Pectoral of King Senusret II.
EGYPTIAN MIDDLE KINGDOM Anonymous
19th c BCE Egyptian Egyptian Middle Kingdom Metalwork
(c. 2124 BCE - 1786 BCE)
1900 BCE-1840 BCE
19th c BCE
Gold w/gems: Lapis lazuli; carnelian; turquoise; garnet
Egyptian Middle Kingdom
This magnificent piece of Egyptian jewelry, known as a "pectoral" or chest piece, shows three guises under which the sun was worshipped by the Egyptians: as the scarab or sun-beetle when it rises in the morning, as the hawk (who had been amalgamated with the god Ra) at noon, and in human shape as Atum in the evening. Each day the sun moved majestically across the sky, but at night he had to ride in a perilous journey through the underworld in a boat. He was reborn each morning, suckled by Hathor, the celestial cow. The sun's constant rebirth was reenacted by the king who was his earthly representative. Each morning the King broke the seal of the shrine which had been fixed there the night before to represent the sun's sojourn beneath the earth and thus, opened the "two doors of the sky" renewing the life of the sun and his own. The king represented the community in its relation to the gods, and the renewal of the king's life guaranteed that of the entire community.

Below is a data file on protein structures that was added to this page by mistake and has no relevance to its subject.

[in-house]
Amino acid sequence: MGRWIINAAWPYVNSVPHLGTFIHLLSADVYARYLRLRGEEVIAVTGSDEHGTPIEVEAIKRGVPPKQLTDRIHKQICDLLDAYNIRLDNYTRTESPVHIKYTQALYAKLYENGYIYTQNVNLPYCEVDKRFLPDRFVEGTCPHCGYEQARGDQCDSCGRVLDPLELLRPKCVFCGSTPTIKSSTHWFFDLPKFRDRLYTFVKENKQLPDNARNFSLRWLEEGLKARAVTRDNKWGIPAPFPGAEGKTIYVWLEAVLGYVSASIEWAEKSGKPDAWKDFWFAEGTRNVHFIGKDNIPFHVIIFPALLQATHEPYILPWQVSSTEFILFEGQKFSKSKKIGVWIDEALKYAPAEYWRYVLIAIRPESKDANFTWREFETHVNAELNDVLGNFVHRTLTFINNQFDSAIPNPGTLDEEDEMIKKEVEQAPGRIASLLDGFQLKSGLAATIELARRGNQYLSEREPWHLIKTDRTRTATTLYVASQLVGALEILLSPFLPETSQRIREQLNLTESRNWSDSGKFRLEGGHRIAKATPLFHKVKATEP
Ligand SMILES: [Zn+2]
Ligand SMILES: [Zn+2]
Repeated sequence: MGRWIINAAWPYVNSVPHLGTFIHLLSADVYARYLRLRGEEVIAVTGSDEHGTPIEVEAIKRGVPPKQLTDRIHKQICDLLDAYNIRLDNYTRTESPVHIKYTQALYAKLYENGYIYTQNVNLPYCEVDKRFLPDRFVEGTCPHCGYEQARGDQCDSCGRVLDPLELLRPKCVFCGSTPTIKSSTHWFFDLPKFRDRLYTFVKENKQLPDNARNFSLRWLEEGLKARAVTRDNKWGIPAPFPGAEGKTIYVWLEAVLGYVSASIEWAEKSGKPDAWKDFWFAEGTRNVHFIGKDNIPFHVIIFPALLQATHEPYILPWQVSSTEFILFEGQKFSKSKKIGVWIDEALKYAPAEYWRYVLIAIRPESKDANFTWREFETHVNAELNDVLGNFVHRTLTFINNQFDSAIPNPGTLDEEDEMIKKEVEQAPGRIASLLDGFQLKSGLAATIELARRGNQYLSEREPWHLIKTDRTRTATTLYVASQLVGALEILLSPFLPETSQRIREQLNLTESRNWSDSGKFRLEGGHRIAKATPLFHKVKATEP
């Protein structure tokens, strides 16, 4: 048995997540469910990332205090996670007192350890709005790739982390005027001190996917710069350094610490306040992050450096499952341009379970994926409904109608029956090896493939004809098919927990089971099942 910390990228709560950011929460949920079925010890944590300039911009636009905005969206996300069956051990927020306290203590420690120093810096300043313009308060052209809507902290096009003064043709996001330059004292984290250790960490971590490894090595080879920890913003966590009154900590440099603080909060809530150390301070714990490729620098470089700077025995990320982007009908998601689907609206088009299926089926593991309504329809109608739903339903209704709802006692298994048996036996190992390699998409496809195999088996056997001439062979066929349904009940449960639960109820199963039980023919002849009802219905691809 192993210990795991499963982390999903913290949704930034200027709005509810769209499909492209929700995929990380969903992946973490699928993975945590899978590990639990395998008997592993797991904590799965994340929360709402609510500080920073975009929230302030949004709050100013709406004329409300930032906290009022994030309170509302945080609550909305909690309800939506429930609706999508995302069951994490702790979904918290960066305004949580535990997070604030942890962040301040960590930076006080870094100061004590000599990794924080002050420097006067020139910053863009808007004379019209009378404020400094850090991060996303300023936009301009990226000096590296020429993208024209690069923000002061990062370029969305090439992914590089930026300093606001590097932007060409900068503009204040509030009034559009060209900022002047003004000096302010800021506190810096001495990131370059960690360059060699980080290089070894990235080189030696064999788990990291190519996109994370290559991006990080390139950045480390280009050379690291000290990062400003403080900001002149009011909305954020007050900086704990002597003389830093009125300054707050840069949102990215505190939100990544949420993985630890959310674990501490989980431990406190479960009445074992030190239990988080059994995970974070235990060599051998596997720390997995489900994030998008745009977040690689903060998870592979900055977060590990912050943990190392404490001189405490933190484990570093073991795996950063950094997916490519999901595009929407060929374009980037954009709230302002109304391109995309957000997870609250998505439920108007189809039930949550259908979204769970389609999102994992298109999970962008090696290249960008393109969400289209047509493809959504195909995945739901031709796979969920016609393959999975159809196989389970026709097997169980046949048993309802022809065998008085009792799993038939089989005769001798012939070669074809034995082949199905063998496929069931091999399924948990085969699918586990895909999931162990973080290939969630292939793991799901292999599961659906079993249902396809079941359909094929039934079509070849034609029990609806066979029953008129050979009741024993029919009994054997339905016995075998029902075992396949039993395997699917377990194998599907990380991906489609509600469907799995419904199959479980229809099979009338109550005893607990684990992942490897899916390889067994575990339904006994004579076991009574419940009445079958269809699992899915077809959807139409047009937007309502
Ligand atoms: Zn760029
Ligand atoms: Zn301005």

The pectoral, made with gold inset with lapis lazuli, carnelian, turquoise and garnets, is inscribed with the motto: "The Sun God has granted an eternity of Life to King Senusret II." On either side of the scarab beetle are signs of the ankh, the Egyptian symbol of life which we will see on many Egyptian objects.
Found by Petri in 1914. Motto: The Sun God has granted an eternity of Life to King Senusret II. Jewelry of Princess Sit-Hat-Ur-Yunet. Works like this can be compared to jewelry of Art Nouveau and Art Deco styles.
EGYPTIAN MIDDLE KINGDOM | Pectoral of Senwosret II | Egyptian; Middle Kingdom | Egyptian